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If you are interested in development, you have to be an admirer of the United Nations. But which part and what aspect of the United Nations? Certainly not the Security Council or the General Assembly. Sebastian Mallaby (who wrote the book on James Wolfensohn, The World's Banker) writes elegantly if depressingly about the impossible challenge the new Secretary-General Ban Ki-Moon now faces -- as "less the leader of the international system than its prisoner". Mallaby recommends the Kemal Dervis solution of weighted voting (set out in the 2005 CGD book A Better Globalization) to fix the Security Council, where the veto power of the 5 permanent members ensures that "the United Nations is condemned to tardiness and toothlessness". But he also says that idea is going nowhere.
Mallaby continue: Some UN agencies that are accountable to their funders, the rich country donors, rather than to the General Assembly get things done (unlike the Security Council and the General Assembly) -- WHO, Unicef, the World Food Program.
That seems good. Those are among the dozen or more involved heavily in on-the-ground work in the world's poor countries. But wait. Among these better performing agencies, competition for funders' contributions and lack of coordination leads to hopeless fragmentation of their efforts on the ground, and needless burdens on recipient country governments and local programs. Kemal Dervis is now head of the UNDP, and is responsible for fixing that too. See the recent high-level report, Delivering as One (pdf). But to succeed he needs much more vocal support from local and international civil society and NGOs who know the problem. Otherwise there is the risk that, like Kofi Annan, despite his being a superb leader he'll end up mostly a prisoner of the UN system.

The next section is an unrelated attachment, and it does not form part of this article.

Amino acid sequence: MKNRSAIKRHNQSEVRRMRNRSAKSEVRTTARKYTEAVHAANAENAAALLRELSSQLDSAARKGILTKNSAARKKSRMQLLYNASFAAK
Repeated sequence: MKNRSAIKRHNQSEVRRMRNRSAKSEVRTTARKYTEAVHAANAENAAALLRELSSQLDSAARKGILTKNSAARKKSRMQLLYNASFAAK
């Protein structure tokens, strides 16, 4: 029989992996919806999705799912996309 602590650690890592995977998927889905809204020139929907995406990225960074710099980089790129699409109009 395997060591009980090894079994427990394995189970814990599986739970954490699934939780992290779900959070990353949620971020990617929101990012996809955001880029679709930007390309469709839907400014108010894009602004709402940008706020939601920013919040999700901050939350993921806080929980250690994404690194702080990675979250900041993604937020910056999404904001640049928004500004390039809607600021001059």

CGD blog posts reflect the views of the authors, drawing on prior research and experience in their areas of expertise. CGD is a nonpartisan, independent organization and does not take institutional positions.
Today, we published this year’s Commitment to Development Index (CDI), which ranks 27 of the world’s richest countries in how well their policies help to spread global prosperity to the developing world.